The Wilson Vineyard Polish Hill River Riesling 2012 $27.95 Polish Hill River, Clare Valley, South Australia In 2012 Wilson’s flagship white reveals the unique power and delicacy of great riesling. It comes from low yielding vines and the winemaking aims at maximising and protecting the fruit flavour: hand picking and gentle pressing to avoid extraction of phenolics from the skins, prolonged, cool fermentation flavour and aromatics, then bottling under screw caps as soon as possible after fermentation. The aroma features floral and citrus characters and even at this early stage the palate reveals great intensity and power of flavour, held in check by its tight acid structure. Should age very well.
The Wilson Vineyard DJW Riesling 2012 $23.95 DJW vineyard, Polish Hill River, Clare Valley, South Australia This comes from a 2.2-hectare vineyard planted by Daniel Wilson in 1997 on a fertile section of his father’s vineyard. The fertile site produced large vines, large bunches and bigger flavours than other parts of the vineyard, prompting the decision to bottle it separately. In 2012 the citrus and tropical fruit aroma gush from the glass and flood the palate deliciously. While big and juicy it retains a fine structure, zingy acidity and a modest alcohol content of 12.5 per cent.
Tim Adams, Tim Adams Wines, Clare Valley “Our yields were down a bit on average, but flavour intensity and condition of fruit were outstanding. Vintages of intense flavour sometimes produce huge, blockbuster-type wines but that wasn’t the case in 2012”.
Tim Adams Riesling 2012 $18–$22 Irelands, Rogers and Bayes vineyards, Clare Valley, South Australia Tim Adams generally makes low-alcohol, dry, austere rieslings requiring a few years to fill out and soften. But in 2012 the aroma and flavour’s already there, bursting like a genie from the bottle – while the alcohol level remains at a modest 11.5 per cent. The beautiful aroma and juicy, intense, lemony varietal flavour comes with a load of refreshing natural acidity and not a sign of the fatness that can accompany forward young rieslings. 2012 looks to be a great riesling vintage in the Clare Valley. This one is sensational at the price.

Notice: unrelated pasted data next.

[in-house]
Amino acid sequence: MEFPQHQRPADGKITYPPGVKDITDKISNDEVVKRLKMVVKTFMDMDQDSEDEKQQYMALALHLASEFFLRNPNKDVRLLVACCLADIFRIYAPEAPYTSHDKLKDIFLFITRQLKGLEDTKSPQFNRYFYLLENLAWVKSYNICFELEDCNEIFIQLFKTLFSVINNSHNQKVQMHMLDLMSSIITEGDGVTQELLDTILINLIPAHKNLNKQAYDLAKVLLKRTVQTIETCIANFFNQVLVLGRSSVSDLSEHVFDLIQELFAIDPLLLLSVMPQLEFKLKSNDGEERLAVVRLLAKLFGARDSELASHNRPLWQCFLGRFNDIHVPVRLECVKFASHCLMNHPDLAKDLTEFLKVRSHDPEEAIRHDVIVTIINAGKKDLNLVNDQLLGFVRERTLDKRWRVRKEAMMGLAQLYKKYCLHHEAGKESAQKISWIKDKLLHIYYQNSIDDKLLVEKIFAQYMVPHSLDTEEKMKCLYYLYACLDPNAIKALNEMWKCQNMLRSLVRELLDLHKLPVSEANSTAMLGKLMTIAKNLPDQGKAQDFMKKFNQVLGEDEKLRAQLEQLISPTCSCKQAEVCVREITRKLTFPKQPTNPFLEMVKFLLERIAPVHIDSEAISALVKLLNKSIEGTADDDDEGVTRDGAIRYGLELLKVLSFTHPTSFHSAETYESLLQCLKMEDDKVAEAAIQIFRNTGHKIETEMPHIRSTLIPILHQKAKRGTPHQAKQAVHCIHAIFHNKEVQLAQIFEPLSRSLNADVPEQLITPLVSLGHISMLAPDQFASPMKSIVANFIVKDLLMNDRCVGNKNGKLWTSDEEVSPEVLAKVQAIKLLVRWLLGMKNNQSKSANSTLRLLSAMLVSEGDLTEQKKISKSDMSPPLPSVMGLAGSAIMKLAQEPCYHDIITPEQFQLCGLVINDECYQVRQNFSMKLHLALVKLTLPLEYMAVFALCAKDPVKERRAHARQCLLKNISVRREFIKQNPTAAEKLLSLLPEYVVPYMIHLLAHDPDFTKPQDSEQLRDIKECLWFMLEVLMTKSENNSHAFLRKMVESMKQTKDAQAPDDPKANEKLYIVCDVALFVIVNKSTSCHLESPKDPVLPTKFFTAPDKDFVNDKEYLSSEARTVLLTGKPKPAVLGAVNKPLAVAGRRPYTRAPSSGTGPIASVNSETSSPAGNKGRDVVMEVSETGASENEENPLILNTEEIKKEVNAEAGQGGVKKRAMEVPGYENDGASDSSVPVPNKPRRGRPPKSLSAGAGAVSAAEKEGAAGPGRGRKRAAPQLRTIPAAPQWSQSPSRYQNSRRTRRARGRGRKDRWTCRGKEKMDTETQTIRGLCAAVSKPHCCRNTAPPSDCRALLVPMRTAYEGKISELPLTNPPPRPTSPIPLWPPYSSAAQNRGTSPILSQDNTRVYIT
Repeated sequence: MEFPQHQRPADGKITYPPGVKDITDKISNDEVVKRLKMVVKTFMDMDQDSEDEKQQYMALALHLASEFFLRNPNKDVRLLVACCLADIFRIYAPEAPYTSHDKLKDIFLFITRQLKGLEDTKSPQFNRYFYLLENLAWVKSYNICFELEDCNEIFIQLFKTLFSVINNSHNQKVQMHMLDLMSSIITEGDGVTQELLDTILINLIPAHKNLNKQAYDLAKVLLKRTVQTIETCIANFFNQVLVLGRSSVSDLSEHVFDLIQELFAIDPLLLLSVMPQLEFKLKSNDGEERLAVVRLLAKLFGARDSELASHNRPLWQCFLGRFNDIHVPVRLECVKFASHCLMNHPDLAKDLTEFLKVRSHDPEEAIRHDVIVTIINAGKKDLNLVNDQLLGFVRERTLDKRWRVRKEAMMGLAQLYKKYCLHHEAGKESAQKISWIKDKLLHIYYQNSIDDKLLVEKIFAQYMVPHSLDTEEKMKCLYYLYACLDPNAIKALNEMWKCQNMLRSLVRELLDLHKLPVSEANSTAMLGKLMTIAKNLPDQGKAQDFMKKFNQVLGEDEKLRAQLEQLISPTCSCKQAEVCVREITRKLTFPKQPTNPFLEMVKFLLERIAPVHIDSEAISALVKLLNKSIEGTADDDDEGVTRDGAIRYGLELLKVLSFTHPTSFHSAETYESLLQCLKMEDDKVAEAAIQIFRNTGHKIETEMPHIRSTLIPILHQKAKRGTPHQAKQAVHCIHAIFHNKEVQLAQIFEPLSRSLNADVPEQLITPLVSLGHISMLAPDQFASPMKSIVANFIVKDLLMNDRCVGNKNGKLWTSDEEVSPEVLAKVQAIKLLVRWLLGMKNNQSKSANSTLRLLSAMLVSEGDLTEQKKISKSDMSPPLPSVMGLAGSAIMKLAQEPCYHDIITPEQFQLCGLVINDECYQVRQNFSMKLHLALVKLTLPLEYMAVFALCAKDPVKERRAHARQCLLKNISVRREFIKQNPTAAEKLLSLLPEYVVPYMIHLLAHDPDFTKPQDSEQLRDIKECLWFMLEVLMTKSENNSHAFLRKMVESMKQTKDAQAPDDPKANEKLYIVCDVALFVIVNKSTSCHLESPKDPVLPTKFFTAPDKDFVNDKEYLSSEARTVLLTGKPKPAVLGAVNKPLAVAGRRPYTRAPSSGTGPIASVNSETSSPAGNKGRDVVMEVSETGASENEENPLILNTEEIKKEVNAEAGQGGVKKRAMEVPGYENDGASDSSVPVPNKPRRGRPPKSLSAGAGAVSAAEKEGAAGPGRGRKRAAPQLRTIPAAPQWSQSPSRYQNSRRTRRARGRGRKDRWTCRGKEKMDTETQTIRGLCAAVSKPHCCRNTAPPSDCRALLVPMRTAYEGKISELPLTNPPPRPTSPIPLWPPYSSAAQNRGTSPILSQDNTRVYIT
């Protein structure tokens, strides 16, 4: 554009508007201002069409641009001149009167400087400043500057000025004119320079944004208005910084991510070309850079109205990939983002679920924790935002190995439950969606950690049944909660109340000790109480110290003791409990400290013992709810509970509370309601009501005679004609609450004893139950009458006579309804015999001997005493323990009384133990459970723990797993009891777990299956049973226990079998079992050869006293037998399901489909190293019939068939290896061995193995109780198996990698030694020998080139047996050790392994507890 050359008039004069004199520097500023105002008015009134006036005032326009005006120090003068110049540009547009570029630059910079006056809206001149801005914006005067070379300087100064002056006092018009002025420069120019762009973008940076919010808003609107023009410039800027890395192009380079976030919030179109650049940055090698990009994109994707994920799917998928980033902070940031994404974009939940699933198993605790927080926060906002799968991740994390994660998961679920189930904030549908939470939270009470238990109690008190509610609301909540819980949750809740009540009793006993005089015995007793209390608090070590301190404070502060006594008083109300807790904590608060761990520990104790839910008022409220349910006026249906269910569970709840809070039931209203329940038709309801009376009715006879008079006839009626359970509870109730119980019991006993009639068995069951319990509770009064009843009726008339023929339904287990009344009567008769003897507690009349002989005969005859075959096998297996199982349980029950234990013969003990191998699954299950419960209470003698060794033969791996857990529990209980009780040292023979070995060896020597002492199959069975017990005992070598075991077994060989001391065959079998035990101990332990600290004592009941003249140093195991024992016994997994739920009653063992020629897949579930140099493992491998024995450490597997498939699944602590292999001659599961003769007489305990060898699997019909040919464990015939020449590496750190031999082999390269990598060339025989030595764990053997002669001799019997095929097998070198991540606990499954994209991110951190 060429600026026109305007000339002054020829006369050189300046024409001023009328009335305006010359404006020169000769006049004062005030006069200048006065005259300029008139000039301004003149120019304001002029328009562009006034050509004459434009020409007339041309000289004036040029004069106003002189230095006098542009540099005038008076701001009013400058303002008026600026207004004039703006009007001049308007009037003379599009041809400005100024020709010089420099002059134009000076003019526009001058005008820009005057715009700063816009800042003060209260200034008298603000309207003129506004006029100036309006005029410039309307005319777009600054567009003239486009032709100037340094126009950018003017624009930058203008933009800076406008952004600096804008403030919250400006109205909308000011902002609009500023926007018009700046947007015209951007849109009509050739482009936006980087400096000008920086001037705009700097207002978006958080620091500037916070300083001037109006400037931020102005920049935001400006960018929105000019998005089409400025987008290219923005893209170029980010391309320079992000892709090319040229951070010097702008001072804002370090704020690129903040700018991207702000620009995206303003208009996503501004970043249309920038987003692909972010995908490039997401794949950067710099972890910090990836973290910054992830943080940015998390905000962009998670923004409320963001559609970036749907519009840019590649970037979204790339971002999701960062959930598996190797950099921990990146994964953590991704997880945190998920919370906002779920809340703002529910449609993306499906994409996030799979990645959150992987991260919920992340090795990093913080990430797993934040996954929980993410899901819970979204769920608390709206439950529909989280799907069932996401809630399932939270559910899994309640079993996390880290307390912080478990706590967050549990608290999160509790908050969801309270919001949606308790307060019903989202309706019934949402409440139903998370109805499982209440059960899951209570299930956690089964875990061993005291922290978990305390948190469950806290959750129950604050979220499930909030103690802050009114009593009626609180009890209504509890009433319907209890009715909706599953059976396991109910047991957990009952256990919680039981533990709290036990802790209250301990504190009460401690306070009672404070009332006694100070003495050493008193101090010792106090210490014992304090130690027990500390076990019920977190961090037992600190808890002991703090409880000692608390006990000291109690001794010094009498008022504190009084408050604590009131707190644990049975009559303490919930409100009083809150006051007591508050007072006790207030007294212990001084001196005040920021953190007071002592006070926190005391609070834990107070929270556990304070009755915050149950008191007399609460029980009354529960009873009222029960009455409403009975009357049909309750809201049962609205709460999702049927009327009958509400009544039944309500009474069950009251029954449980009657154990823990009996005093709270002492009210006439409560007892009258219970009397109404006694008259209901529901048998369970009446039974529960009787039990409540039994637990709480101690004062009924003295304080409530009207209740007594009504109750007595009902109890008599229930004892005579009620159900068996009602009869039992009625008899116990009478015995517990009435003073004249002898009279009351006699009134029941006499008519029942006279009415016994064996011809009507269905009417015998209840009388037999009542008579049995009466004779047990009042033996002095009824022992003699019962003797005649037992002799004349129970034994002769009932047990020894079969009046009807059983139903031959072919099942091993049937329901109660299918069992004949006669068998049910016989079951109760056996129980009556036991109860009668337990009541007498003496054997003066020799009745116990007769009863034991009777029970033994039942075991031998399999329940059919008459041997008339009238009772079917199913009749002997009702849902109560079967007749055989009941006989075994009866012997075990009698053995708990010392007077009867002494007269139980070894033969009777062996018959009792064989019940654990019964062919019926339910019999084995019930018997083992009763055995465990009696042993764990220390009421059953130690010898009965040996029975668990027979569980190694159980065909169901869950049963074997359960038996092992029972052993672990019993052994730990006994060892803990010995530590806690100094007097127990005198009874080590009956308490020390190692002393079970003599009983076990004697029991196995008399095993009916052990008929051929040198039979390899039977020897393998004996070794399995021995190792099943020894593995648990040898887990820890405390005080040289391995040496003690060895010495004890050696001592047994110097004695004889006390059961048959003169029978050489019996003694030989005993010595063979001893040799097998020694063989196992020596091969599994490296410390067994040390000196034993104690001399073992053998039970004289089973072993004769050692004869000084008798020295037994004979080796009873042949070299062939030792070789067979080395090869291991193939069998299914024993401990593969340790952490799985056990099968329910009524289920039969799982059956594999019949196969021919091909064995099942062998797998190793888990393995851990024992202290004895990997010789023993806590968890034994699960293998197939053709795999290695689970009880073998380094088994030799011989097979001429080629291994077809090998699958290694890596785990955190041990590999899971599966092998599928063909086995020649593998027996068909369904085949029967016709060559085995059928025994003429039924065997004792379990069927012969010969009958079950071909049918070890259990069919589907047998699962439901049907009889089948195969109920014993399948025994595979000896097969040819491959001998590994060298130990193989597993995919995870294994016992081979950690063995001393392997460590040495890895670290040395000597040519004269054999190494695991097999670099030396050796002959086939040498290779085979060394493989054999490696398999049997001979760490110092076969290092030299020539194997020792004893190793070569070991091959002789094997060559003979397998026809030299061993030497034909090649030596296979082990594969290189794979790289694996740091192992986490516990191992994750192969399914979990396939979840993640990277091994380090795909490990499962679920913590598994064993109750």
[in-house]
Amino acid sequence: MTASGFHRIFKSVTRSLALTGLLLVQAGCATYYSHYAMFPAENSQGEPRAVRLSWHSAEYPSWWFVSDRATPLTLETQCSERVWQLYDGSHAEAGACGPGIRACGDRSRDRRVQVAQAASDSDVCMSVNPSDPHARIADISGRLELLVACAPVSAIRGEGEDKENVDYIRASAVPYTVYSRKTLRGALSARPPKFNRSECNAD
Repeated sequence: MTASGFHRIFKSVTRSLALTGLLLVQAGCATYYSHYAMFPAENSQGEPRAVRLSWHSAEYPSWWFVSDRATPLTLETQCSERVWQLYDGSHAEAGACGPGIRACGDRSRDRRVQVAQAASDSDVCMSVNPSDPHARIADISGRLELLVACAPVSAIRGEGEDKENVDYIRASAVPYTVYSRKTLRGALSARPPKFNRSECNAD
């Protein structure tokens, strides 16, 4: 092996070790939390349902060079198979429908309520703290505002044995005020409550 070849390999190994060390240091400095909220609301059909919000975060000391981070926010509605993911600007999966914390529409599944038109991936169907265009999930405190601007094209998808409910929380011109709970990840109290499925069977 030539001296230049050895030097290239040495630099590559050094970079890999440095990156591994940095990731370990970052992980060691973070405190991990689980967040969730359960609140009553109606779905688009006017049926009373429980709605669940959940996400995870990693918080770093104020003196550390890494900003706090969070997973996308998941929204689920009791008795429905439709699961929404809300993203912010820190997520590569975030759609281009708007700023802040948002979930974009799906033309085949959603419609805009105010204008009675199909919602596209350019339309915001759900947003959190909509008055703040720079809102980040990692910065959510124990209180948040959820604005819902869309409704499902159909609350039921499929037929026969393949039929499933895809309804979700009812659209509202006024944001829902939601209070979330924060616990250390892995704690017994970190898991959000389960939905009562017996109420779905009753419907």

Peter Munro, Leo Buring Wines (owned by Treasury Wine Estates) “Much will be said about the ‘amazing’, ‘powerful’ and ‘classic’ 2012 vintage; it’s all true and well deserved”.
Leo Buring Dry Riesling 2012 $14–$20 Watervale (50:50 company and grower vineyards), Clare Valley, South Australia Buring’s bread and butter riesling generally does the discount rounds. But even though the price varies widely, it provides excellent value even at $20. The 2012 delivers Watervale’s purity and mouth-watering lime and lemon varietal flavours. It’s richer, fruitier and more deeply structured than we’d normally see in a riesling at this tender age, but not at the expense of delicacy or freshness. Watch for the bargains and grab a case or two for medium-term cellaring.